by Brian Mansfield, USA TODAY
"Chicago was unbelievable." Nicki Minaj says. "Remarkable."
Well, maybe not. But it was a big improvement over New York.
The second night of American Idol's 12th-season premiere started ramping things up, not only the talent but also the escalating tensions between judges Mariah Carey and Minaj. The feud, which apparently boils over in next week's episodes, showed signs of building through the show, as both singers wearied of hearing the other speak.
The judges' roles are becoming more clearly defined, too. Jackson's having to play the heavy more than ever, flatly telling one contestant, "You're tone deaf." Carey's the maternal one, and the judge who strikes awe into the hearts of contestants who grew up modeling themselves after her. Minaj is the quote machine, the most incisive, eloquent one of the group. And Urban? "I feel like a scratching post," he said at one point, though his defusing sense of humor likely will play an important role in the season.
The Chicago episode saw the return of a couple of faces familiar to hardcore Idol fans. Louisville teen Brandy Neelly, a barely seen Hollywood contestant in Seasons 10 and 11, got a story segment this time, as she told about being adopted by her aunt. And Season 11's Johnny Keyser, who built a sizable following before his elimination, gets another shot, too.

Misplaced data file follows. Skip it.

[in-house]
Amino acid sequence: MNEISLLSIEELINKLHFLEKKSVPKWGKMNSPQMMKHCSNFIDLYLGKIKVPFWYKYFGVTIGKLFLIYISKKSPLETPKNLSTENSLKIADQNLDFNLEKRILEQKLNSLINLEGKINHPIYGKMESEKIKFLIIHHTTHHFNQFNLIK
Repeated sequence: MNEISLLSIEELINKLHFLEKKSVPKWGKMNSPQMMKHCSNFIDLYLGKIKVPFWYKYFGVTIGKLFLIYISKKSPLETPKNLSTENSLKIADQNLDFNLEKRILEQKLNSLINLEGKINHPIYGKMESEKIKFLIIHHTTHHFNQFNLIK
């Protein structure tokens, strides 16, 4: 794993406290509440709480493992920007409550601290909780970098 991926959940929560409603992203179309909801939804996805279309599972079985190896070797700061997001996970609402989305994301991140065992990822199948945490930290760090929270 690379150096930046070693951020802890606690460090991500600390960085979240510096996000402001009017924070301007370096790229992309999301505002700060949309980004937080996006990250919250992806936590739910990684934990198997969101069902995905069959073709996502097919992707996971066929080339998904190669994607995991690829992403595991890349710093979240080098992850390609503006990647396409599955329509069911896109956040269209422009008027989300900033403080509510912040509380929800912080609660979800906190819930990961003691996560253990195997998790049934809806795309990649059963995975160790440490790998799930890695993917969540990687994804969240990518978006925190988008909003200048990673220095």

They'll have some stiff competition, though, particularly from Kiara Lanier, who once sang for a President Obama fund-raiser and got to Hollywood with Celine Dion's The Prayer; 15-year-old Isabelle Parell, who showed a lot of charm as she convinced Keith Urban to sing Baby, It's Cold Outside with her; from gospel-singing Curtis Finch Jr., whose falsetto runs had Carey raising her hand to testify; and from Josh Holiday, who wowed the judges with his take on Brian McKnight's Back at One. And fire-eating Kez Ban has such a dry sense of humor and comfortable groove when singing that she'll be a blast to watch, but she's so idiosyncratic that she likely won't be long for the show.
Lazaro Arbos, though, is the one everybody will be talking about, a Cuban-born singer with a tremendous stutter and a more tremendous voice. His emotional rendition of Bridge Over Troubled Water had Keith Urban telling him, "Just sing all the time."
All in all, 46 singers survived the Chicago auditions to earn a spot in Hollywood.